The Relevance of Reason Book Awards

By April 16th, 2014

Book Awards; The First Reason for the Use of Context and the Necessity of Perspective; Correlation Between Housing Equity and Consumer Spending; Number of Credit Cards in the U.S.; Termination Rates of Federal Workers vs. Private Sector Workers

by Mack W. Borgen

The Relevance of Reason  –  Business and Politics (408 pp) (July, 2013)

Awards: First Runner-Up – Best Business Book of the Year, 2014 Los Angeles Book Festival

Current Finalist, ForeWord Review’s 2014 National Book Contest (Political Science Category)*

 The Relevance of Reason – Society and Culture (438 pp) (October, 2013)

 Current Finalist – ForeWord Review’s 2014 National Book Contest (Popular Culture Category)*

* Awards To Be Announced At the American Library Association Convention In Las Vegas in June, 2014. 


           The books were written by Santa Barbara, California and Bigfork, Montana author Mack W. Borgen because, in the opinion of the author, it is “one of the great paradoxes of American life, in our Age of Information, (that) facts themselves are hard to find.”

                 In response and drawing upon hundreds of disparate sources, Borgen presents fascinating facts and data about many aspects of American life. The first of these companion books, The Relevance of Reason – Business and Politics, focuses upon information relating to American business, commerce, resources, taxation, media, politics, and elections. The second of these companion books, The Relevance of Reason – Society and Culture, focuses upon information relating crime and punishment, laws and litigation, housing, education, health, and Ameriocan life, entertainment, religion and culture.

                Copies of Borgen’s books may be obtained at,,, or at your local bookstore. Bookstores and public and academic libraries may order copies through Ingram Books, Baker & Taylor, Quality Books, or Follette Books. 

The First Reason for Use of Context and the Necessity of Perspective

Some Americans possess a certain cynicism about the use of context and the necessity of perspective. They believe that such matters are merely tools of convenience and cloud-cover obfuscation which are routinely used by politicians, commentators, the media, and others. They believe that context and perspective are also used to distract the attention of the reader, to bury the import of a story, or to conceal the full implications of facts which may be deemed uncomfortable, untimely, or inconvenient.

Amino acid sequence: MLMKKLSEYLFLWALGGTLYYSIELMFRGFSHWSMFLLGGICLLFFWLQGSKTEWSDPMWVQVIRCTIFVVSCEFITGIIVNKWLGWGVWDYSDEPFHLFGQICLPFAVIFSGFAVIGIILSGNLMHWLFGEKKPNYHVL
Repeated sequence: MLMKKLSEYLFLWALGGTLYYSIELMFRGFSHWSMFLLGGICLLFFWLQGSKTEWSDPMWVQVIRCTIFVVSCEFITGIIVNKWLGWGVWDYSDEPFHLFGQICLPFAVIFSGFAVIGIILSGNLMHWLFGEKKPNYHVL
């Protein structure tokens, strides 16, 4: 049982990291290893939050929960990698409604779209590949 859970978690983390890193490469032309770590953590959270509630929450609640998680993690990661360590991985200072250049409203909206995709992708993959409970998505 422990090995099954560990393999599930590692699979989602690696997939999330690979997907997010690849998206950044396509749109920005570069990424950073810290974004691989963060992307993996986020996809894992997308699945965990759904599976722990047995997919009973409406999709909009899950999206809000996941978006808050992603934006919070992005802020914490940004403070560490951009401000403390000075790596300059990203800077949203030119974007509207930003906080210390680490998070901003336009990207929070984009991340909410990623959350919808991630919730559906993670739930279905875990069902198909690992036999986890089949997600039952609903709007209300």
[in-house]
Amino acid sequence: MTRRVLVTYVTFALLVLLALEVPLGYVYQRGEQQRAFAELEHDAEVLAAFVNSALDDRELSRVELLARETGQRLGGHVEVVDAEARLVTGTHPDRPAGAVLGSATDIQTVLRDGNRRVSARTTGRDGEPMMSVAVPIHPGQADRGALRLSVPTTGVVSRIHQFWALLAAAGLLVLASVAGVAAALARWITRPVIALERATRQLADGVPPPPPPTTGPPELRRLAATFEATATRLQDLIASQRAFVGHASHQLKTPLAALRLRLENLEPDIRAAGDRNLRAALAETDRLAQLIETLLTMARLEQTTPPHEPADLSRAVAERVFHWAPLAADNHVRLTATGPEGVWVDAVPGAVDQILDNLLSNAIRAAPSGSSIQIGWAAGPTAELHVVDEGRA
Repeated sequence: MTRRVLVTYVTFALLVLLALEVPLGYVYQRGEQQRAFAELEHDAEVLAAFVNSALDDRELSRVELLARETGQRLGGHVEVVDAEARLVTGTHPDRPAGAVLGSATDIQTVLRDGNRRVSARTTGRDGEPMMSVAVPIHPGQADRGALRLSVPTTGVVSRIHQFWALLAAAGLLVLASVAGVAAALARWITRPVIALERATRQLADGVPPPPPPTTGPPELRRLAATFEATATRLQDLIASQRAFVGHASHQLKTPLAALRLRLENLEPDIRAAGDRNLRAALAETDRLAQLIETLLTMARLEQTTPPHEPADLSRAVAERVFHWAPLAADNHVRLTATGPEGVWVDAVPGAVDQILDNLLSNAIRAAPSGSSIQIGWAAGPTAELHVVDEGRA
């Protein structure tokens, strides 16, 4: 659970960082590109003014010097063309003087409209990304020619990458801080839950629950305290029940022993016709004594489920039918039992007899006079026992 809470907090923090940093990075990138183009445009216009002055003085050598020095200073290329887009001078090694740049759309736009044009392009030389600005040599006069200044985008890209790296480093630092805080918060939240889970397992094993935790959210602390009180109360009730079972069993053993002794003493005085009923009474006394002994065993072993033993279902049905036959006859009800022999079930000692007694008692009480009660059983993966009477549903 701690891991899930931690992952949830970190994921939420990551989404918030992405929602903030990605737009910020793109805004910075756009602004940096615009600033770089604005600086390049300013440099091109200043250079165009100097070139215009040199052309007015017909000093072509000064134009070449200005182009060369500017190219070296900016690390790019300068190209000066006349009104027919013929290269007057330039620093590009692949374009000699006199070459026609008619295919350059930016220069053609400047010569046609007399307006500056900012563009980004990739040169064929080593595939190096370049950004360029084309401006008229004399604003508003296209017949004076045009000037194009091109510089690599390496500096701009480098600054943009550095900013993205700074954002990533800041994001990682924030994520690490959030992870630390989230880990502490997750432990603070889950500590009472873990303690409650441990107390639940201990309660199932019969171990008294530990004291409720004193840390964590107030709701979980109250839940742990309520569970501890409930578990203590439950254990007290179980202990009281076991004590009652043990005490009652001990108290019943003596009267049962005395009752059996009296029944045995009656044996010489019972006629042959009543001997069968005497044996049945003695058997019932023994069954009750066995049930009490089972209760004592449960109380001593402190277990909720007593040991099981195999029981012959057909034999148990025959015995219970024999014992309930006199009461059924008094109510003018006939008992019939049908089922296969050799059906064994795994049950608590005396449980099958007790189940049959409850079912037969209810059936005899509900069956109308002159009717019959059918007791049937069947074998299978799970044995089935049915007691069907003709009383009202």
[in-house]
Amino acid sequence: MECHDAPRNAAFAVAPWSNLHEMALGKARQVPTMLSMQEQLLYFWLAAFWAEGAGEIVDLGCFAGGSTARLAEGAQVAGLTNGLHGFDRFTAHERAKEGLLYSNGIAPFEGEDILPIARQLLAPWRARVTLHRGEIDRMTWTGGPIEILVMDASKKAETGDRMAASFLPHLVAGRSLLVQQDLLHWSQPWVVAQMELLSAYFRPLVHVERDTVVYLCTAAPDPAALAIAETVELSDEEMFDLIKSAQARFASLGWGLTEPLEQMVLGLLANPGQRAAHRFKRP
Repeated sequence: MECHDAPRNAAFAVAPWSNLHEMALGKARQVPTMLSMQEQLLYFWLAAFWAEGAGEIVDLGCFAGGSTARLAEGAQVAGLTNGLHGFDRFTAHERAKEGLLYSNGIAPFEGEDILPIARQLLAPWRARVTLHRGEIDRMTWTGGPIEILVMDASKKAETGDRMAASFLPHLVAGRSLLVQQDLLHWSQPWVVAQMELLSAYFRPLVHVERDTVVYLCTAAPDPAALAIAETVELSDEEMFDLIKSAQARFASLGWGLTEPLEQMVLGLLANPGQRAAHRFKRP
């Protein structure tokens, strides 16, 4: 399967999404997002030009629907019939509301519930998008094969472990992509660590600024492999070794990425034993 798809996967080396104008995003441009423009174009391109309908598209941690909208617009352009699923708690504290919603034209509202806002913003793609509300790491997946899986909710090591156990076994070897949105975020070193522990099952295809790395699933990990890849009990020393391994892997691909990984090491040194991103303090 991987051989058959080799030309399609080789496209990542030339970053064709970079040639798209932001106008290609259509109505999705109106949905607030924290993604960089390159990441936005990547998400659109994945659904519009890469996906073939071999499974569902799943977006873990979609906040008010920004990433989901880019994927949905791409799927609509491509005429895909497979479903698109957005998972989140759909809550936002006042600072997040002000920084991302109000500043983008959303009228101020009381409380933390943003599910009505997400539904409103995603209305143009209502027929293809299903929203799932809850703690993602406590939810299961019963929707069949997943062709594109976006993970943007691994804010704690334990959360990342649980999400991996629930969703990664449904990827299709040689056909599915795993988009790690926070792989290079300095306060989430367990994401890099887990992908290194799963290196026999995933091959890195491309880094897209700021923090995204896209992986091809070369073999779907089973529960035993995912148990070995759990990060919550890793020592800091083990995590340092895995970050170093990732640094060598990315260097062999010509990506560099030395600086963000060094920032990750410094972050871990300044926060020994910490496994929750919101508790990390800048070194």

However, even though the potential for such cloud-cover abuses is acknowledged, the use of context and perspective remains critical for other reasons.

The first reason is that only context and perspective– honestly presented and consistently applied–can allow us to understand the full meaning of facts. They supply the best measure of our success and the backdrop to our failures. They allow us to appreciate how far we have come or how far we have to go.

In a more ideal world, possibly the more pristine, untarnished, crisp standard of perfection itself could be used, but ideal worlds don’t exist except in our dreams and in our movies. Furthermore, both the definition and the achievement of perfection with respect to almost any subject, would become, by itself, the subject of endless debate and probable folly. Thus, concepts of perfection must remain aspirational. Even if perfection could be defined, it would serve poorly as a basis for comparison or measure of achievement because almost without exception, perfection is unobtainable. Instead, the better measure (and for the reasons summarized above, the only real measure) of our successes and our failures as a society can only be found in and via the honest application and consistent use of meaningful context and perfection.

Facts of the Day

The Correlation Between Housing Equity and Consumer Spending

The correlation between housing equity and consumer spending may be as high as 10%. In other words, for every $10 increase in housing equity, there is a parallel$1 rise in consumer spending, and “(i)f that’s true, the $1 trillion rise in housing wealth (in 2012) boosted spending by $100 billion.” Foroohar, R., Time, March 18, 2013, p. 18 citing housing expert Robert Shiller.

Number of Credit Cards in the United States

There are appr. 382MM credit cards in use in the United States — or approximately 1.5 for every adult American. Ensign, R., “Wealth Management – Journal Report,” The Wall Street Journal, February 25, 2013 citing Federal Reserve Bank of New York, “Quarterly Report on Household Debt and Credit,” November, 2012.

Termination/Separation Rates of Federal Workers vs. Private Sector Workers

In 2011 only 0.55% of federal workers were fired as compared with five-times-greater 2.75% in the private sector. One of the reasons for this variance is that a federal employee can be fired only as the result of egregious conduct and the termination process oftentimes “can take 18 months of tortured proceedings.” The Week, June 7, 20134, citing Foster,D.,


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